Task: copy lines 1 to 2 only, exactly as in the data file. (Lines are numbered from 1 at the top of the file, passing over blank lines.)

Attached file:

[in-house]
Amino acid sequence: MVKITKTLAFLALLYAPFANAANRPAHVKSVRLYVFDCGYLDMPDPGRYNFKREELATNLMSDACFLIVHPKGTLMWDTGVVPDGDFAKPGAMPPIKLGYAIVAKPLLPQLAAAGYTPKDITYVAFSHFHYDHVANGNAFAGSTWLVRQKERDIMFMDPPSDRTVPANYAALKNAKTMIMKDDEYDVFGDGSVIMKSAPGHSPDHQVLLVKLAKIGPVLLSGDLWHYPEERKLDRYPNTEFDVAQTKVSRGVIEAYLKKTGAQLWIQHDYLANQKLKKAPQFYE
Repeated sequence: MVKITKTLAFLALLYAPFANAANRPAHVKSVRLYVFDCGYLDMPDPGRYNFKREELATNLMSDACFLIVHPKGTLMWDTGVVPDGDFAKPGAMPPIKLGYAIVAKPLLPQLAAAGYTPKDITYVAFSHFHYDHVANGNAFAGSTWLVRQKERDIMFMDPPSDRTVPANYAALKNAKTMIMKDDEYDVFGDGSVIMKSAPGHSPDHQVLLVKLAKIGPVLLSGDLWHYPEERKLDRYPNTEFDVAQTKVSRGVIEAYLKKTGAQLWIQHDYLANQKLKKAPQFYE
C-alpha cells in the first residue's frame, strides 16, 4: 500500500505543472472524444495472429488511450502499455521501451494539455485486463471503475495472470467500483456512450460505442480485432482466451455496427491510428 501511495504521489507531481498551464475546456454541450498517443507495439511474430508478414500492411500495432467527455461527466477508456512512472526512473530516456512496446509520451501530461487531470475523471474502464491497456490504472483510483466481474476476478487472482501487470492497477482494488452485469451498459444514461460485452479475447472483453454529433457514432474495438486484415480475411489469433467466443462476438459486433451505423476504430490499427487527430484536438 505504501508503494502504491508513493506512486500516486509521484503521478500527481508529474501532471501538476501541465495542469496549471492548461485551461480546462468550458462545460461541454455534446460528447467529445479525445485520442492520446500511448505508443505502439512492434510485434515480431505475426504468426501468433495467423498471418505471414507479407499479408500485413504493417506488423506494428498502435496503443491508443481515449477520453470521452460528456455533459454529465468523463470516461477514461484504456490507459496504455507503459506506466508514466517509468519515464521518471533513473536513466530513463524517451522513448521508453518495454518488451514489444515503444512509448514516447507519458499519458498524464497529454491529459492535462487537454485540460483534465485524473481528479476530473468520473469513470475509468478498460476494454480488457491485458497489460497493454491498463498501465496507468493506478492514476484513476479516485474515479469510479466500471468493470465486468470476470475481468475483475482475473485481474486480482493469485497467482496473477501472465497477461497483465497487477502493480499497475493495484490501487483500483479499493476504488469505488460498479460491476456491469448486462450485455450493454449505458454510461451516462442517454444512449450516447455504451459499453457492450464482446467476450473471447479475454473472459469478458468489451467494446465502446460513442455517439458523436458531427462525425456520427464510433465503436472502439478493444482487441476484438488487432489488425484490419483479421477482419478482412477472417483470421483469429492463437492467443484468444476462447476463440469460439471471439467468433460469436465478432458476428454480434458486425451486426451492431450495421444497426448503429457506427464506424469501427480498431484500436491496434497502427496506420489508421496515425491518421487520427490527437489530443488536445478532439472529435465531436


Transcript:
[in-house]
Amino acid sequence: MVKITKTLAFLALLYAPFANAANRPAHVKSVRLYVFDCGYLDMPDPGRYNFKREELATNLMSDACFLIVHPKGTLMWDTGVVPDGDFAKPGAMPPIKLGYAIVAKPLLPQLAAAGYTPKDITYVAFSHFHYDHVANGNAFAGSTWLVRQKERDIMFMDPPSDRTVPANYAALKNAKTMIMKDDEYDVFGDGSVIMKSAPGHSPDHQVLLVKLAKIGPVLLSGDLWHYPEERKLDRYPNTEFDVAQTKVSRGVIEAYLKKTGAQLWIQHDYLANQKLKKAPQFYE